Terminology: Small Angle Formula, Percent Error Formula

Trigonometry Review

A triangle has three sides and three angles; if you know any three of these values for a right triangle - a triangle with a 90º angle in it, you can calculate the other three with the trigonometric identities for sinθ, cosθ, and tanθ. In this lab, we will focus on the tangent of an angle, which is abbreviated tanθ; its identity relates the length of the adjacent (or closest) side of a triangle with the opposite side (the side farthest away). This relationship is:

The equation reads, 'Tangent of theta equals opposite over adjacent equals O over A.'

Pay attention to units; the default unit for angles on most calculators and online tools is radians. For general use, we often want degrees. This confusion can largely be avoided by either using Wolfram Alpha or even Google as your calculator and explicitly specifiying the type of units you're using. As an example, typing "tan(30 degrees)" in Google gives the result of ~0.6, while "tan(30)" gives a very different result because it simply defaults to assuming θ is in radians.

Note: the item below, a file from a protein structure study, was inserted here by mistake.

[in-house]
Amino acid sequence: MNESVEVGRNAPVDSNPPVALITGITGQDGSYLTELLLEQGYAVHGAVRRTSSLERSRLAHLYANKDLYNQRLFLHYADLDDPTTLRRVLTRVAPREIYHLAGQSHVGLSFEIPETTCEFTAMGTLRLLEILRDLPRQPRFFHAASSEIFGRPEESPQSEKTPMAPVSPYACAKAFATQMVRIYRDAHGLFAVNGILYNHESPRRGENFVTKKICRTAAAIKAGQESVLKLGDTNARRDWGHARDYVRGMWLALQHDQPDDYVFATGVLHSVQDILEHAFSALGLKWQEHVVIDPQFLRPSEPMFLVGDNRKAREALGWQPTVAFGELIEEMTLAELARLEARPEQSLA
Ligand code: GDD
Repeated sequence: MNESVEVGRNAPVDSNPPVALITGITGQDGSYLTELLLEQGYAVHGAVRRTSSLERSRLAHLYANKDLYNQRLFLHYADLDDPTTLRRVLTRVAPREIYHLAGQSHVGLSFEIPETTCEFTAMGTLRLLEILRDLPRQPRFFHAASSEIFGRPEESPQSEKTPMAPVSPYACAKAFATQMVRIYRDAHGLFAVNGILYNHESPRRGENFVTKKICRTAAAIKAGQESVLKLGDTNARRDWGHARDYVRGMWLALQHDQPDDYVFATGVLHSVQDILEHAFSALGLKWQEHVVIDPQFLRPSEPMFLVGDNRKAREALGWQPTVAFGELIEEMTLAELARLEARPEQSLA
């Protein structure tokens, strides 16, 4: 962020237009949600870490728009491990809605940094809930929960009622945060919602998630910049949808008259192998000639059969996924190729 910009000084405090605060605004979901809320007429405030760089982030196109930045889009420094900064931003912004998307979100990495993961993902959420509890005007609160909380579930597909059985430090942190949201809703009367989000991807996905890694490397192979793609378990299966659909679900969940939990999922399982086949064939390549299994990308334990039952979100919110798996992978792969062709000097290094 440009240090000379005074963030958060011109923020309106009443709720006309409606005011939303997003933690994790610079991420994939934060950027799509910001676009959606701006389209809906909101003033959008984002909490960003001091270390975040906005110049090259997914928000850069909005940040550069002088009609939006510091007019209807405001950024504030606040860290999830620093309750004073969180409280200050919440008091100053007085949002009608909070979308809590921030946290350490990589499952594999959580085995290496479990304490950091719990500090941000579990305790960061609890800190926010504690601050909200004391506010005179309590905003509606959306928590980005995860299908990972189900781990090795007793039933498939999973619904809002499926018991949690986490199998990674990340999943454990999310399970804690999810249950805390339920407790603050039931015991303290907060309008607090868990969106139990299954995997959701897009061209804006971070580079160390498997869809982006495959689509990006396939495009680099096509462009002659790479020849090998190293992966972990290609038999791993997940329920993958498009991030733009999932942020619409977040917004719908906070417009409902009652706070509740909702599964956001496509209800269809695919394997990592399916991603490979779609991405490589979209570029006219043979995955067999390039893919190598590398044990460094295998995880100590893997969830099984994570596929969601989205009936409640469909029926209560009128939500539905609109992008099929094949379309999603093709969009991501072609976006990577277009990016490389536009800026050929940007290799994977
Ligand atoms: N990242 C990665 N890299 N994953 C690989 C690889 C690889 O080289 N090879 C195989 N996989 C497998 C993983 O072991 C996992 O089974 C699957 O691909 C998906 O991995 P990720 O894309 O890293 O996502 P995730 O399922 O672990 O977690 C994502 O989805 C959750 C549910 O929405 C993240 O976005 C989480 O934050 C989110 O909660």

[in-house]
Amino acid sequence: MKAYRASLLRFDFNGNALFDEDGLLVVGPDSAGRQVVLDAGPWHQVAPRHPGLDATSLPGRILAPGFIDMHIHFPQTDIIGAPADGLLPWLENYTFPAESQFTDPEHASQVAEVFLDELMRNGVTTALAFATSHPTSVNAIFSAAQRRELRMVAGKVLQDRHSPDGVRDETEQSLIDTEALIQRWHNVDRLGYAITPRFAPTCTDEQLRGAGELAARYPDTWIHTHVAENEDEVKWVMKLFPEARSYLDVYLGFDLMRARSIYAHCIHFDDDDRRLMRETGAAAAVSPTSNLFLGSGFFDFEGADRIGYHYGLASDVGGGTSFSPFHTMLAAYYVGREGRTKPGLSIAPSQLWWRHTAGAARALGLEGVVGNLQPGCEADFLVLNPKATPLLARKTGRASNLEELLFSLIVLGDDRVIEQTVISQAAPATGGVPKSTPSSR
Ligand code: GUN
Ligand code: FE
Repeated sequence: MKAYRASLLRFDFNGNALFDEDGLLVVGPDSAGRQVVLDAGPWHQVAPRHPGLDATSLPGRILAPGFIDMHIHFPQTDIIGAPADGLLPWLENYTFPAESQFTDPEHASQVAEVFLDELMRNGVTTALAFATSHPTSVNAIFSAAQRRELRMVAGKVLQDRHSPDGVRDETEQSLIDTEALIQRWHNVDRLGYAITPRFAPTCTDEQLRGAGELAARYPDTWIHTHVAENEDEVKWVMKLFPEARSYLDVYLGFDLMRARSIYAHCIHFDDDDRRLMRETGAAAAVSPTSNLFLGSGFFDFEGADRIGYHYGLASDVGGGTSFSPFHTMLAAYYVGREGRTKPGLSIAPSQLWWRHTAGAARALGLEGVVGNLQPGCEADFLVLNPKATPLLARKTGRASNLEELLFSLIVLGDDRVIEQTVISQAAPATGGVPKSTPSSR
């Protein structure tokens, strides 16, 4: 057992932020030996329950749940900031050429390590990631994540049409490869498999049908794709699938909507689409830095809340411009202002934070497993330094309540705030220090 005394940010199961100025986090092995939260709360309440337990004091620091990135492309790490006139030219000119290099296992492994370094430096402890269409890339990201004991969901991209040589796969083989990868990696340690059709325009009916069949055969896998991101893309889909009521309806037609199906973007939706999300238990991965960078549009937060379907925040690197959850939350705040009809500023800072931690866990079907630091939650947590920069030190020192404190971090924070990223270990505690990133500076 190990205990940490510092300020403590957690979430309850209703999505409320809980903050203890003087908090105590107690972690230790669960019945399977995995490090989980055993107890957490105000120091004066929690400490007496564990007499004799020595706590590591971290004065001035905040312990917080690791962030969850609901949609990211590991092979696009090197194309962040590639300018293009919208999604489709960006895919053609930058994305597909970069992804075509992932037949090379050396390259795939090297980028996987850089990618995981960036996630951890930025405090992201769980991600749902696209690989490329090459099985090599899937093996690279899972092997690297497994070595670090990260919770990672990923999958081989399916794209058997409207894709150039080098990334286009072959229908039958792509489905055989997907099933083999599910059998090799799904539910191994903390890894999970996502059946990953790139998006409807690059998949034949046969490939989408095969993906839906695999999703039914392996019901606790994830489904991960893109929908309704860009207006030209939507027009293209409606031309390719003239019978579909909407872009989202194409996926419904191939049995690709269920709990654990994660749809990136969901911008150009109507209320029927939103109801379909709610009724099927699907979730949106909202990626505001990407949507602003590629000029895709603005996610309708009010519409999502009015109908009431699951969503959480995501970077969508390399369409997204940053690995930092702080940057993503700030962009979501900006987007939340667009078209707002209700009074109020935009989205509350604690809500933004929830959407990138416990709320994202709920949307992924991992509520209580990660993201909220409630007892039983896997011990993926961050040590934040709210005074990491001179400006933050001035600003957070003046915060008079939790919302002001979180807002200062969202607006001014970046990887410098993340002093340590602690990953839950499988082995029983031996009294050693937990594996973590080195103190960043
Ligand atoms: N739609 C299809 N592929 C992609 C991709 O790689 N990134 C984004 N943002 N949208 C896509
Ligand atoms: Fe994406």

When θ is small (< 10°), or when the adjacent length of the triangle is much greater than the opposite length (say, when we're looking at a star), this equation can be simplified with the Small Angle Approximation, which lets us replace tanθ with θ itself (see the Small Angle Formula in the Glossary). A good rule of thumb is that the adjacent side should be 5 times bigger than the opposite side for the Small Angle Formula to apply; if it does, this equation is, for both θ in radians and θ in degrees:

The equations read, 'Theta in radians equals O over A' and 'Theta in degrees equals 57.3 degrees times open parentheses O over A close parentheses'.

Even for the biggest objects in the Universe, the distance to them is much much greater than 5 times their size, so the small angle formula applies. When measuring an astronomical object, its physical size forms the opposite side of the triangle. The distance to the object forms the adjacent side, and the object's angular size is given by θ. We are often able to measure the angular size of the object θ and the distance A to the object (via parallax, redshift, etc.) Thus, we can calculate how physically large celestial objects are via the tangent relationship and the Small Angle Approximation, despite their being lightyears away!


In the questions for this part of the lab, utilze the picture of the building provided below.